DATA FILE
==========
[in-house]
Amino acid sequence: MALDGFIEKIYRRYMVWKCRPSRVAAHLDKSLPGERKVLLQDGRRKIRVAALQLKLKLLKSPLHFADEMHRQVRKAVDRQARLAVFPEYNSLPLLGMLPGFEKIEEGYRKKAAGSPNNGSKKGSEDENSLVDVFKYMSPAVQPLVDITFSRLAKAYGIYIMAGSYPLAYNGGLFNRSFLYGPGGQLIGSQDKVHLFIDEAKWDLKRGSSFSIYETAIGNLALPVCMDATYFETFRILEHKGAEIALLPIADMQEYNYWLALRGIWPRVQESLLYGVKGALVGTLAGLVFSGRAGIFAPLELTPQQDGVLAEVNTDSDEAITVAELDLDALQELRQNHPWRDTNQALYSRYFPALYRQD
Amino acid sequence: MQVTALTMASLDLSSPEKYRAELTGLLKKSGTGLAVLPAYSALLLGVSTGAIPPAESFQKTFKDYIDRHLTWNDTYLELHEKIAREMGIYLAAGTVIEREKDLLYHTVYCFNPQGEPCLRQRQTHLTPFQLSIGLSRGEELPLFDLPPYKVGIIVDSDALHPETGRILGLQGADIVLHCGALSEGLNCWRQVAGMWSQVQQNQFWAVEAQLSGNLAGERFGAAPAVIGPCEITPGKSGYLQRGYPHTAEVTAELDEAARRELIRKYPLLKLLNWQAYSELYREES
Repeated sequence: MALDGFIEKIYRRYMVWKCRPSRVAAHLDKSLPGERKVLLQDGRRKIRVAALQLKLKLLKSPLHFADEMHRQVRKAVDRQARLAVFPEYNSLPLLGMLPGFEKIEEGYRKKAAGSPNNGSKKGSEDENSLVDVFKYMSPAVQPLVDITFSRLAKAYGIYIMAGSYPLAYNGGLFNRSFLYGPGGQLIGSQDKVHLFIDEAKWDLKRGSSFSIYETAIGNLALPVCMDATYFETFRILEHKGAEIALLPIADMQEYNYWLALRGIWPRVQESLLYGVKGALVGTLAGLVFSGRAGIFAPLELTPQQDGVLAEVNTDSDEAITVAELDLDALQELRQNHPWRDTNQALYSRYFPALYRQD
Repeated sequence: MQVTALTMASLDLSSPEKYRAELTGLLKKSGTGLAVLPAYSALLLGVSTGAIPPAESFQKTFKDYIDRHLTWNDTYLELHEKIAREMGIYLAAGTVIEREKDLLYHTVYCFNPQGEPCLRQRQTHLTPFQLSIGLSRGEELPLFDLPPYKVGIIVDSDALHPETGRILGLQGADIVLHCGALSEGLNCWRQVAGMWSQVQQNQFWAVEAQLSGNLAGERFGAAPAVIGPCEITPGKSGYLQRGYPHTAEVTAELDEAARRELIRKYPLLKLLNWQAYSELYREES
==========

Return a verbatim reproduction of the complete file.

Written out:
[in-house]
Amino acid sequence: MALDGFIEKIYRRYMVWKCRPSRVAAHLDKSLPGERKVLLQDGRRKIRVAALQLKLKLLKSPLHFADEMHRQVRKAVDRQARLAVFPEYNSLPLLGMLPGFEKIEEGYRKKAAGSPNNGSKKGSEDENSLVDVFKYMSPAVQPLVDITFSRLAKAYGIYIMAGSYPLAYNGGLFNRSFLYGPGGQLIGSQDKVHLFIDEAKWDLKRGSSFSIYETAIGNLALPVCMDATYFETFRILEHKGAEIALLPIADMQEYNYWLALRGIWPRVQESLLYGVKGALVGTLAGLVFSGRAGIFAPLELTPQQDGVLAEVNTDSDEAITVAELDLDALQELRQNHPWRDTNQALYSRYFPALYRQD
Amino acid sequence: MQVTALTMASLDLSSPEKYRAELTGLLKKSGTGLAVLPAYSALLLGVSTGAIPPAESFQKTFKDYIDRHLTWNDTYLELHEKIAREMGIYLAAGTVIEREKDLLYHTVYCFNPQGEPCLRQRQTHLTPFQLSIGLSRGEELPLFDLPPYKVGIIVDSDALHPETGRILGLQGADIVLHCGALSEGLNCWRQVAGMWSQVQQNQFWAVEAQLSGNLAGERFGAAPAVIGPCEITPGKSGYLQRGYPHTAEVTAELDEAARRELIRKYPLLKLLNWQAYSELYREES
Repeated sequence: MALDGFIEKIYRRYMVWKCRPSRVAAHLDKSLPGERKVLLQDGRRKIRVAALQLKLKLLKSPLHFADEMHRQVRKAVDRQARLAVFPEYNSLPLLGMLPGFEKIEEGYRKKAAGSPNNGSKKGSEDENSLVDVFKYMSPAVQPLVDITFSRLAKAYGIYIMAGSYPLAYNGGLFNRSFLYGPGGQLIGSQDKVHLFIDEAKWDLKRGSSFSIYETAIGNLALPVCMDATYFETFRILEHKGAEIALLPIADMQEYNYWLALRGIWPRVQESLLYGVKGALVGTLAGLVFSGRAGIFAPLELTPQQDGVLAEVNTDSDEAITVAELDLDALQELRQNHPWRDTNQALYSRYFPALYRQD
Repeated sequence: MQVTALTMASLDLSSPEKYRAELTGLLKKSGTGLAVLPAYSALLLGVSTGAIPPAESFQKTFKDYIDRHLTWNDTYLELHEKIAREMGIYLAAGTVIEREKDLLYHTVYCFNPQGEPCLRQRQTHLTPFQLSIGLSRGEELPLFDLPPYKVGIIVDSDALHPETGRILGLQGADIVLHCGALSEGLNCWRQVAGMWSQVQQNQFWAVEAQLSGNLAGERFGAAPAVIGPCEITPGKSGYLQRGYPHTAEVTAELDEAARRELIRKYPLLKLLNWQAYSELYREES